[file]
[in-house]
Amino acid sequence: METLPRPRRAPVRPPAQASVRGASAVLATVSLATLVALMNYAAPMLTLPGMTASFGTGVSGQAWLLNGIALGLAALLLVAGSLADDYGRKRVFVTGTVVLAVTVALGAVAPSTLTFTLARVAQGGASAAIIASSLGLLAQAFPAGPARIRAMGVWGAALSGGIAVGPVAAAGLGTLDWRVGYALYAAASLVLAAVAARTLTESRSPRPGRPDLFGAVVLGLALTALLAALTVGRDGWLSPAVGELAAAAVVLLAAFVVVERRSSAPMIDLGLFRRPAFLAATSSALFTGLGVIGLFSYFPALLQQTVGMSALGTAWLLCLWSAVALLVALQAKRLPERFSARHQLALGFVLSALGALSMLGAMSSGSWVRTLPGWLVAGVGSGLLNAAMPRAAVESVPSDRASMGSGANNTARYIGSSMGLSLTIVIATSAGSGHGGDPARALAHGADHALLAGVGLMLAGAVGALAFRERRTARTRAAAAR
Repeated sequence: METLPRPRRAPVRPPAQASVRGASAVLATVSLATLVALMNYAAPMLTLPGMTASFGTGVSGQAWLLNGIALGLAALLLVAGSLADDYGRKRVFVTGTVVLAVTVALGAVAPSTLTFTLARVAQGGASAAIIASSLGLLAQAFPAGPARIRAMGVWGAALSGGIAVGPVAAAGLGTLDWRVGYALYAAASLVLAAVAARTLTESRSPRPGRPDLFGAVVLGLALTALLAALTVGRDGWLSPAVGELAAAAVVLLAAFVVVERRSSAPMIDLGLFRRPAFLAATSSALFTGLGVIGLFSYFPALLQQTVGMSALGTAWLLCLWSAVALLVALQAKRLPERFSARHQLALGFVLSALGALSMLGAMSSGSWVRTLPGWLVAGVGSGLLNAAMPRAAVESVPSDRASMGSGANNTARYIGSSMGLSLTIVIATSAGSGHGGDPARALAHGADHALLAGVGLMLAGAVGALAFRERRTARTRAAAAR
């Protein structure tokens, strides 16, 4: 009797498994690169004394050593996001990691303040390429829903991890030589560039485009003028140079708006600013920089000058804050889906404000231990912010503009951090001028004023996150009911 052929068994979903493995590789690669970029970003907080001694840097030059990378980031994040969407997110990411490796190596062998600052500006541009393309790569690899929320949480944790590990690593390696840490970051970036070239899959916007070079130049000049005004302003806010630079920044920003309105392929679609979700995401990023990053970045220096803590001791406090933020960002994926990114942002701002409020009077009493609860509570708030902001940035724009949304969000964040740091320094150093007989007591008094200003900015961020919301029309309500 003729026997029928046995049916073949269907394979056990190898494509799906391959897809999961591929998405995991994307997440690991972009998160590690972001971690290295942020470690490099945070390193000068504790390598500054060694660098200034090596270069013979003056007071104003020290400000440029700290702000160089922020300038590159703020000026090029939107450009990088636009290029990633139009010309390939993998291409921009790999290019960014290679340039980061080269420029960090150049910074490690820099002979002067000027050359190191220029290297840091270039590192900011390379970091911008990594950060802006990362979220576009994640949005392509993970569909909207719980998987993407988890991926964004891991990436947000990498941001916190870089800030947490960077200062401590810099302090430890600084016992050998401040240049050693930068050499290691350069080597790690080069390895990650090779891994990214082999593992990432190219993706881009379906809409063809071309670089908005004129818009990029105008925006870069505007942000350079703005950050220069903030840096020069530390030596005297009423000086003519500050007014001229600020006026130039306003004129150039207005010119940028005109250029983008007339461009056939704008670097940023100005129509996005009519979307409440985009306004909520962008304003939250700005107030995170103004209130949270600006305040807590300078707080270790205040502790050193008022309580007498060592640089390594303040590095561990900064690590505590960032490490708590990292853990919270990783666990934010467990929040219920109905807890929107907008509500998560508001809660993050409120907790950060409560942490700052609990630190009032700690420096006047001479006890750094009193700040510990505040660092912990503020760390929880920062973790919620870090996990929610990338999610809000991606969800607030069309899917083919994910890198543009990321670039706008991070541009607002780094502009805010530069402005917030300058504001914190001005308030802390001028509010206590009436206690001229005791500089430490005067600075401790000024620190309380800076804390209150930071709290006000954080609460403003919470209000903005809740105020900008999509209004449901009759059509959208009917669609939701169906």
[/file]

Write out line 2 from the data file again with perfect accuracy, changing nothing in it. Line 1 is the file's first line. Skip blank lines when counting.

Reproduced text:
Amino acid sequence: METLPRPRRAPVRPPAQASVRGASAVLATVSLATLVALMNYAAPMLTLPGMTASFGTGVSGQAWLLNGIALGLAALLLVAGSLADDYGRKRVFVTGTVVLAVTVALGAVAPSTLTFTLARVAQGGASAAIIASSLGLLAQAFPAGPARIRAMGVWGAALSGGIAVGPVAAAGLGTLDWRVGYALYAAASLVLAAVAARTLTESRSPRPGRPDLFGAVVLGLALTALLAALTVGRDGWLSPAVGELAAAAVVLLAAFVVVERRSSAPMIDLGLFRRPAFLAATSSALFTGLGVIGLFSYFPALLQQTVGMSALGTAWLLCLWSAVALLVALQAKRLPERFSARHQLALGFVLSALGALSMLGAMSSGSWVRTLPGWLVAGVGSGLLNAAMPRAAVESVPSDRASMGSGANNTARYIGSSMGLSLTIVIATSAGSGHGGDPARALAHGADHALLAGVGLMLAGAVGALAFRERRTARTRAAAAR